#Thighbrow and the Illusion of Body Positivity

On one of my recent procrastination streaks, I was scrolling through the Kardashian’s Instagram accounts (quite far down, admittedly) and found something that intrigued me: #thighbrow, the skin that folds over the top of your leg when you sit or kneel, best highlighted by high-cut bathing suits. Apparently, we now have a potential replacement for the thigh gap phenomenon popularized in 2013.

But #thighbrow has yet to take off like the thigh gap did. #Thighbrow was first brought to my attention through a social media expert’s report in Bento, a German newspaper tailored towards young audiences, despite the relative lack of attention #thighbrow has received from teenagers on Instagram. Bianca Xenia Mayer, a Bento reporter, wrote: “#thighbrow contributes to liberating women from the bikini body terror that continues to dominate front pages of prominent style magazines.” She also insisted that #thighbrow proliferates the diversity of body types in magazines and on social media platforms.

While the latter claim may be true, should the new phenomenon gain more popularity, the former is very questionable to me. #Thighbrow is being circulated in the same way as the thigh gap was, thus meaning that it simply continues the 'bikini body terror' by popularizing a different prescribed 'good' body feature, even though it may be a more common and 'natural' one.

Basic social psychology dictates that belonging to a group—or a hashtag—makes people feel good, especially if you happen to be an adolescent. #Thighbrow pictures motivate young people to post photos of themselves that fit into this category just as much as the thigh gap did. Even though the fetishized type of body is changing, it continues to dictate how young people perceive and value their bodies.

A major problem with #thighgap was that it popularized a body shape that for many people could only be achieved through unhealthy exercise or diet. In this sense, proliferating #thighbrow is favorable because it is unlikely to encourage destructive behaviors to attain an unhealthy body weight. However, the fact that social media places a moral judgment of 'good' or 'bad' on individuals’ bodies remains. The authority over one's body should always remain with the person who owns it and not some collective social media phenomenon.

Of course, this is much easier said than done since adolescents often look to validate their bodies on social media platforms. Given that this desire for validation exists, making young people feel like their body has to fit into a 'trendy group, be it #thighbrow or #thighgap, hinders the development of positive body images. Perception of oneself and one’s body is often a collective activity. If you notice someone appreciating their own body, you are more likely to strive towards accepting your own.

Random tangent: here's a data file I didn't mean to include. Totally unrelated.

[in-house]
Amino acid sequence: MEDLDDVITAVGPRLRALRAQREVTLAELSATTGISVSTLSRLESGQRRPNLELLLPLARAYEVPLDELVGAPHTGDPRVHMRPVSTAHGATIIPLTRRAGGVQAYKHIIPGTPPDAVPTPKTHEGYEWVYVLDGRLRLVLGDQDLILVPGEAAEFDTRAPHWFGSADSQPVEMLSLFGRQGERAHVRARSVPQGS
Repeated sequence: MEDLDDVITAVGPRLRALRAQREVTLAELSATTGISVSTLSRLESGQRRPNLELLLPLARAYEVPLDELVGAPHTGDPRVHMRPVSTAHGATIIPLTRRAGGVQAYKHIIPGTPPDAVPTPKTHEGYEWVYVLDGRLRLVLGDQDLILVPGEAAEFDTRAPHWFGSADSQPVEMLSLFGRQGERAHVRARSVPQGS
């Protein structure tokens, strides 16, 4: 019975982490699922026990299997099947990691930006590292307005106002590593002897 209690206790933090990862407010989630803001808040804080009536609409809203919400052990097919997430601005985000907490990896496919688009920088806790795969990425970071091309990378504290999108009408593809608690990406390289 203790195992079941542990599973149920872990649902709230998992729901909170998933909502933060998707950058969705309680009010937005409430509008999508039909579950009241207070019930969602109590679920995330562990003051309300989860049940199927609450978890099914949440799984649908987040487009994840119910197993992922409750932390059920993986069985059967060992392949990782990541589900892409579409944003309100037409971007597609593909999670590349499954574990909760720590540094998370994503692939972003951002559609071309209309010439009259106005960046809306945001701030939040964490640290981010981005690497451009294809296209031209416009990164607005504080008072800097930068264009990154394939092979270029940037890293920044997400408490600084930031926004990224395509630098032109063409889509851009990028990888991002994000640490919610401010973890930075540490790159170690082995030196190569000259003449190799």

The purpose of social media platforms like Facebook and Instagram is to share your life experiences, associate your experiences with those of others, identify with each other over similar experiences, and connect or reconnect with other people to discuss such experiences. I am not saying that this is a bad concept; Social media platforms have had immensely beneficial effects in proliferating awareness of hugely important social awareness movements like the Flint water crisis, to provide a recent example. Having a colossal amount of information literally right beneath our fingertips is technology’s gift to our generation. We cannot only reap its benefits, but must also consistently acknowledge the perils that it bears.

One of these perils is that everyone gets to share their opinion, however mindful or ignorant of their influence they may be. When, for example, Kendall Jenner posts an image of herself highlighting one specific part of her body like the thigh brow, this influences tens of thousands of young girls around the world. It is easy to accuse prominent social media personalities of selfishly taking advantage of their huge fan bases for self-promotional emotional and commercial reasons. However, it is important to remember that posting a picture of oneself of social media can also be an immensely significant act of self-appreciation. For many, posting such a picture on social media is a breakthrough point in having enough confidence in their body to share it with the world. Acknowledging a picture from this angle makes it much harder to condemn it and furthermore to discern whether it was posted out of self-appreciation or a narcissistic craving for attention.

Perhaps it is a combination of both, since in today’s hyper-connected world it has become standard that we can only appreciate ourselves through the endorsement of others.

Laura Haetzel PO '19 intends to major in chemistry with a concentration in biochemistry.

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